Wen Dan Tang, 8oz
Wen Dan Tang, 8oz
|Brand||Five Flavors Herbs|
|Chinese Symptomology||Nausea, heartburn, gastric discomfort with acid regurgitation, palpitation, insomnia, nightmare, bitter taste in the mouth.|
|Western Symptomology||Disorder of the vegetative nerve, menopausal syndrome, neurosism, cerebral arteriosclerosis, chronic gastritis, high blood pressure.|
|Actions||Helps relieve phlegm and harmonizes the relationship between the Gallbladder and Stomach.|
|Pattern||Gallbladder vacuity and Qi timidity, Phlegm-Fire harassing the Heart, stagnation of Gallbladder affecting the Stomach, causing accumulation of phlegm-Heat in the interior.|
|Chinese name||Wen Dan Tang|
|English name||Poria & Bamboo Combination|
Within this formula, Zhu Ru (Caulis Bambusae In Taeniam) harmonizes the liver and stomach and clears depressive heat. Zhi Shi courses the liver and rectifies the qi. It also helps transform phlegm and strongly descends the qi. Ban Xia (Rhizoma Pinelliae), Fu Ling (Poria), and Chen Pi (Pericarpium Citri Reticulatae) eliminate dampness and transform phlegm while also descending the qi and downbearing counterflow. Fu Ling along with Da Zao (Fructus Jujubae) and Gan Cao (Radix Glycyrrhizae) nourish and construct the heart spirit and thus quiet the spirit. Da Zao and Gan Cao can also be said to harmonize all the other ingredients in the formula as well as harmonize the middle. This formula comes from Wu Qian et al.=s Qing dynasty Yi Zong Jian Jian (The Golden Mirror of Ancestral Medicine) published in 1742. This was a compendium of all clinically dependable medical knowledge up to that time authorized by the emperor.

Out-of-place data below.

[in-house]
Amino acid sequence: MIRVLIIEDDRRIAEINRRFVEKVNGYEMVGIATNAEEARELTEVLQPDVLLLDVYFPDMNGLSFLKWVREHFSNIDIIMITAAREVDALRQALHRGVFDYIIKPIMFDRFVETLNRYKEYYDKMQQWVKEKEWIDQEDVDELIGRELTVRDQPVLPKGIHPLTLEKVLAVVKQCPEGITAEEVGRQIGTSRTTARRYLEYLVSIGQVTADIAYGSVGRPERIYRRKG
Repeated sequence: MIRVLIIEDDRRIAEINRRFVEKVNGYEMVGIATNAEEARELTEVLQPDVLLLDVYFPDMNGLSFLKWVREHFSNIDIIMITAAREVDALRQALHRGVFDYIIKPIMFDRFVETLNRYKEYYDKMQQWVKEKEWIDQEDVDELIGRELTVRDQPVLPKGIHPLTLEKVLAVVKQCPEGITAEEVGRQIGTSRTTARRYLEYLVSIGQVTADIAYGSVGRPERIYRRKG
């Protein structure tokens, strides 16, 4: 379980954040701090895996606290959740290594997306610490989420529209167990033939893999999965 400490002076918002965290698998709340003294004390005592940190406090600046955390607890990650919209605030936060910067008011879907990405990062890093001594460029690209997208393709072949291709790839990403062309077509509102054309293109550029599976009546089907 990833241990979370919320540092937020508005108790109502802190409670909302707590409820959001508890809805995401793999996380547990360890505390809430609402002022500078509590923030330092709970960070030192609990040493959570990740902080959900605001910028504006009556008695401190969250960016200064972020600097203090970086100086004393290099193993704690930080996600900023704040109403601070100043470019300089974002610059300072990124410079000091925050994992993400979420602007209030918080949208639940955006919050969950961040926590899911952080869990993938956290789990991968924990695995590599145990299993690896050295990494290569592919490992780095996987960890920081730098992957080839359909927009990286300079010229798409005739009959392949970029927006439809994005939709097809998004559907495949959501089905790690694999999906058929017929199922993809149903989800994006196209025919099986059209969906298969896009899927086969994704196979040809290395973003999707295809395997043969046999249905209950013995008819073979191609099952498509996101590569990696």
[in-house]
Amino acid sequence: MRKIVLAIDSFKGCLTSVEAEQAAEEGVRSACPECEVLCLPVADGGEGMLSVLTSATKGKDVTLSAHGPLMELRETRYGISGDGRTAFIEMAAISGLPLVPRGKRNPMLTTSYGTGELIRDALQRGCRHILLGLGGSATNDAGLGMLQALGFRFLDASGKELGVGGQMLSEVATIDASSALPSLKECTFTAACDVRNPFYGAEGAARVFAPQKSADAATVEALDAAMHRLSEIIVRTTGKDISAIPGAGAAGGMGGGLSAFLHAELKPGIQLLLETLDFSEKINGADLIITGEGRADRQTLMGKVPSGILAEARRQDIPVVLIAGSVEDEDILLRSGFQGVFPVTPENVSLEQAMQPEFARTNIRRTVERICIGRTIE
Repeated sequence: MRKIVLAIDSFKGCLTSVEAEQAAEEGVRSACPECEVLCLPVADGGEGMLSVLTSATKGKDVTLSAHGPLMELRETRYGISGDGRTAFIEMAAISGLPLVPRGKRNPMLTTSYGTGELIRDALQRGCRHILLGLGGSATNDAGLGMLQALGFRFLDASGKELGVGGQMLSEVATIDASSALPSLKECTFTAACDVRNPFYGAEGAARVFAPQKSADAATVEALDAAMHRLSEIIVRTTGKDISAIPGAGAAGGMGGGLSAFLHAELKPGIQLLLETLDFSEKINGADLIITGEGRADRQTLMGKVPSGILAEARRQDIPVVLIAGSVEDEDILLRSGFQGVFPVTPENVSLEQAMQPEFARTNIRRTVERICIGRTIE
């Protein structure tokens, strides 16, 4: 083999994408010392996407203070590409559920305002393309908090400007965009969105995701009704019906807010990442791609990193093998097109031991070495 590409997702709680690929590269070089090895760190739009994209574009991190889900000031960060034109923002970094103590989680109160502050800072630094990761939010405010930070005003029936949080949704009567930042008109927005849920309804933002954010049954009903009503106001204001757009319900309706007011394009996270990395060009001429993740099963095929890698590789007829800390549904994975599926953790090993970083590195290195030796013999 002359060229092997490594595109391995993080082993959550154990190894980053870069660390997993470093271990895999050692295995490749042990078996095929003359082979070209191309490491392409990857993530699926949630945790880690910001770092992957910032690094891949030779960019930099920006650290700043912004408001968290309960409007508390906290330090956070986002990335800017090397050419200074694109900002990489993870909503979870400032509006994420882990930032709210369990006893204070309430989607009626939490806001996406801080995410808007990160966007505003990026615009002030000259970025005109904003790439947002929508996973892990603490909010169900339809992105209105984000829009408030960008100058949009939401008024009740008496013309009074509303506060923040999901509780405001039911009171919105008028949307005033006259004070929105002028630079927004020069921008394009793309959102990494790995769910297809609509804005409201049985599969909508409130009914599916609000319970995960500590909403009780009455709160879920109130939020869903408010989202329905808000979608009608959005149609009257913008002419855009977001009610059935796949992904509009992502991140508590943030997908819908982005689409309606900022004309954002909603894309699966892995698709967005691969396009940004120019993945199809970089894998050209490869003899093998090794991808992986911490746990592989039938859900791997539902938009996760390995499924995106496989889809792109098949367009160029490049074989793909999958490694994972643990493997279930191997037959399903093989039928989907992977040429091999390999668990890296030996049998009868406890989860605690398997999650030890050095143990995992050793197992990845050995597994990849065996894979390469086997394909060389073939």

Dried Tangerine rind [Chen Pi], Bamboo shavings [Zhu Ru], Pinellia rhizome [Ban Xia], Bitter Orange fruit [Zhi Shi], Poria sclerotium [Fu Ling], Licorice root [Gan Cao], Fresh Ginger rhizome [Sheng Jiang], Jujube fruit [Da Zao].